Videos and text by TIM FAULKNER/ecoRI News staff
BURRILLVILLE, R.I. — Amid a heavy police presence and to the displeasure of opponents, the Town Council voted unanimously Nov. 3 to approve a tax agreement with the developer of the proposed fossil-fuel power plant.
The vote confirmed critics' suspicions that the Town Council struck a private deal with Invenergy Thermal Development LLC to allow the natural-gas project to move forward and that the Town Council’s public objection to the project was a charade.
Opponents shouted “rigged” and “shame on you” as the vote was taken. Many preferred that the tax deal happen only after the state Energy Facility Siting Board (EFSB) approves or denies the natural-gas/diesel facility. Several critics said the Town Council should at least wait until after Election Day, when up to three council seats will have new members, some of whom would likely oppose the tax deal.
The Town Council, however, didn't address those concerns, much less talk at the Nov. 3 special meeting. Town attorney Michael McElroy was the sole town official to address the tax treaty, outlining a dozen reasons why the Town Council should approve the tax treaty for the Clear River Energy Center, which he described as a “polluting monster.”
“I strongly believe that in order to maximize our chances of killing the proposed plant, our focus must be on putting the strongest possible case against the plant at the EFSB hearings,” McElroy said.
If passed, a $2.92 million upfront fee, he said, would commence in January, well before the power plant’s 2019 completion date. The money, he said, could be spent on opposing the energy project and, if necessary, on an appeal at the state Supreme Court. Money, McElroy said, will be needed to oppose Invenergy’s 19 expert witnesses who will testify in favor of the project before the EFSB.
“To kill the plant, we must fight fire with fire,” he said. “Experts and lawyers are expensive.”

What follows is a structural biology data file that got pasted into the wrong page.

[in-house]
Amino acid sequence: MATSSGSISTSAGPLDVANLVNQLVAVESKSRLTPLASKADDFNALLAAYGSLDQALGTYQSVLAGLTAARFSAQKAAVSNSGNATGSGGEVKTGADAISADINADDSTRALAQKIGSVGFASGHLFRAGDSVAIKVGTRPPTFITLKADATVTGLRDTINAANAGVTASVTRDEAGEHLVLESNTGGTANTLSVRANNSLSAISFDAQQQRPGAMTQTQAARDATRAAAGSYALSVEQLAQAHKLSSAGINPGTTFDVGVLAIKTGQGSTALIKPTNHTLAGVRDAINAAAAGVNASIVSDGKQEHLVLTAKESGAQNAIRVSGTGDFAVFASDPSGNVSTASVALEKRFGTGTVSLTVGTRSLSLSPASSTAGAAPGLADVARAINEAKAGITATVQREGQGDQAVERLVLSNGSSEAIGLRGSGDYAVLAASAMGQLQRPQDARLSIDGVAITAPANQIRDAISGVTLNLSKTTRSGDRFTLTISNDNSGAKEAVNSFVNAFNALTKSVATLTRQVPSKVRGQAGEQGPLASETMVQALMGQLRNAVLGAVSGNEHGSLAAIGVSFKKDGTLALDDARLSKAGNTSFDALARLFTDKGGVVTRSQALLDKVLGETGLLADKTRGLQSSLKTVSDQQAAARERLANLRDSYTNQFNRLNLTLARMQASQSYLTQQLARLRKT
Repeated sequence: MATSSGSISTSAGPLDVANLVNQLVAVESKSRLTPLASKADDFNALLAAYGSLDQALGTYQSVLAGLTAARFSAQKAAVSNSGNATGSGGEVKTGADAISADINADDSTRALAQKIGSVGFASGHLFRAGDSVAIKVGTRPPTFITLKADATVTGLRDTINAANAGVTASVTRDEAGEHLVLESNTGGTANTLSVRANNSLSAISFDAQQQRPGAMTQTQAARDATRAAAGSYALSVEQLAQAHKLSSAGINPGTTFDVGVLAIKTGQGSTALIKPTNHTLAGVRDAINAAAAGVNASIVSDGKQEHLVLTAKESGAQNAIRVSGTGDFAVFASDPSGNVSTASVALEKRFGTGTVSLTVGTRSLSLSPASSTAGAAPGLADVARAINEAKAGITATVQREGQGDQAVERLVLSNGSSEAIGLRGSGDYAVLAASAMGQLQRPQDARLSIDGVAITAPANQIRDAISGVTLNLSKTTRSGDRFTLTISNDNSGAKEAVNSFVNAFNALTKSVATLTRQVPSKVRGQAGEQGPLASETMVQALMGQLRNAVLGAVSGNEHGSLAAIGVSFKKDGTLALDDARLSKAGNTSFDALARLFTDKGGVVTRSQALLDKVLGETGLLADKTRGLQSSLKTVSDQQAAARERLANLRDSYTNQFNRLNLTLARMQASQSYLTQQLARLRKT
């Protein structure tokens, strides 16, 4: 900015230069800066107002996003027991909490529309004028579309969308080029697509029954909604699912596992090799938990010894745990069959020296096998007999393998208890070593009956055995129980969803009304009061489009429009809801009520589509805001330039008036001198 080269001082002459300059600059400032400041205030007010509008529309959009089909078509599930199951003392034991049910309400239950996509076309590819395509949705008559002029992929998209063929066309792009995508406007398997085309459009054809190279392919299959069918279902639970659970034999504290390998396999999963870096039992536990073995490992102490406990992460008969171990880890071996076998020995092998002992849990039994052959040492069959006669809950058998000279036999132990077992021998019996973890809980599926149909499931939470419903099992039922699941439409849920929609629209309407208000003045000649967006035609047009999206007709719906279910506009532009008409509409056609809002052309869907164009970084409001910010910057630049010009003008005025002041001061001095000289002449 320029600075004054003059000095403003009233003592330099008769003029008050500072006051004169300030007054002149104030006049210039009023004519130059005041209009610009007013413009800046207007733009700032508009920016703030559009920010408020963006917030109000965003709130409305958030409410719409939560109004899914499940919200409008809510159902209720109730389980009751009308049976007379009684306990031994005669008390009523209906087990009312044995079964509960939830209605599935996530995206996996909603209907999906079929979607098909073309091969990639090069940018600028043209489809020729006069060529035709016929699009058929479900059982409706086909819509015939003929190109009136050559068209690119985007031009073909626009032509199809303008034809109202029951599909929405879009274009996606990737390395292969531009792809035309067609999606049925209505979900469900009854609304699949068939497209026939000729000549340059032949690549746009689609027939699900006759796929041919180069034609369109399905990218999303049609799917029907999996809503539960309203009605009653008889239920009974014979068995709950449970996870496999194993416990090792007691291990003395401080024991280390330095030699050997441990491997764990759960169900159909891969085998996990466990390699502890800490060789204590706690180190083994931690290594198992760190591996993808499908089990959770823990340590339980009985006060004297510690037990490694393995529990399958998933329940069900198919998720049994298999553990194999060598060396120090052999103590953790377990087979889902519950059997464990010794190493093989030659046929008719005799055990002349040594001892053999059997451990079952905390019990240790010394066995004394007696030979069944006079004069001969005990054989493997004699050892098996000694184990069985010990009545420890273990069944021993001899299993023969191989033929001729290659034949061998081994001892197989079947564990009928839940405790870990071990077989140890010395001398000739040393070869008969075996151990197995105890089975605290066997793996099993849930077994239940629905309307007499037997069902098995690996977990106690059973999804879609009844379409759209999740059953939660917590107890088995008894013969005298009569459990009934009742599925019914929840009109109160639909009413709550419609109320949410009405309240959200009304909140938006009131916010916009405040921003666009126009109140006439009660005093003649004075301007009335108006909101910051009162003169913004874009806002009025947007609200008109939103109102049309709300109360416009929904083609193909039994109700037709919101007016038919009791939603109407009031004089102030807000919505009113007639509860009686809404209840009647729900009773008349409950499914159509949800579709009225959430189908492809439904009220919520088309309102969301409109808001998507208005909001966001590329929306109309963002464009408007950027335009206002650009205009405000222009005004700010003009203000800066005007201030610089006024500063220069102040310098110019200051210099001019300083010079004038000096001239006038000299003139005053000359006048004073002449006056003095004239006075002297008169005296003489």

The town loses leverage by waiting to approve the tax deal, McElroy said, especially if Invenergy finds a water source or receives its air-pollution permit from the state.
The tax deal brings the town between $4.6 million and $9.1 million per year for 20 years, depending on the number of furnaces the plant builds. By comparison, the natural-gas power plant in Tiverton pays the town $600,000 annually. The natural-gas power plant in Johnston pays $3.6 million a year, and Burrillville's other gas power plant, Ocean State Power, pays $2.8 million per year.
Abutting property owners risked losing a seven-year voluntary opt-out or buyout program that ensures they can sell their homes at a fair price or have Invenergy pay the difference.
“Failure to approve a tax agreement will not, in my opinion, stop the project. Therefore we need to do what we can to protect the town’s interest in the event the EFSB forces the plant on the town,” McElroy said.
Some residents didn’t like the terms in the tax agreement that allow property owners to have Invenergy subsidize the sale of their homes. Cathy Sherman, who lives across the street from the proposed entrance to the new power plant on Wallum Lake Road, said the noise from the nearby pipeline compressor station is already hard to live with.
“If this power plant is built, there’s no reason I can stay there,” Sherman said. “I want out before the shovel hits the ground.”
Despite the relatively small crowd of about 50 attendees in the high-school auditorium, police had a greater presence than at previous meetings and actively prevented the public and media from approaching the Town Council after the vote.
Only after discussions with the council's publicist, Dyana Koelsch, did Town Council president John Pacheco III reluctantly agree to talk with the media.
After the vote, several project opponents vowed to investigate town e-mails that allegedly show the Town Council and town manager Mike Woods negotiated with Invenergy behind closed doors. They vowed to file an open-meeting complaint with the state attorney general if such discussions took place.
Ray Trinque, one of the candidates running for Town Council, said if elected he intends to investigate all of the e-mails and paperwork that led to the tax agreement.
“We need to know how this happened,” he said.
Resident Tracey Keegan said she was the surprised that the Town Council didn't address the recent e-mail controversy at the hearing, as well as news that the Moody’s rating company recently downgraded Invenergy’s credit rating.
The $700 million power plant is currently on hold for 90 days to allow Invenergy to locate a source for cooling water.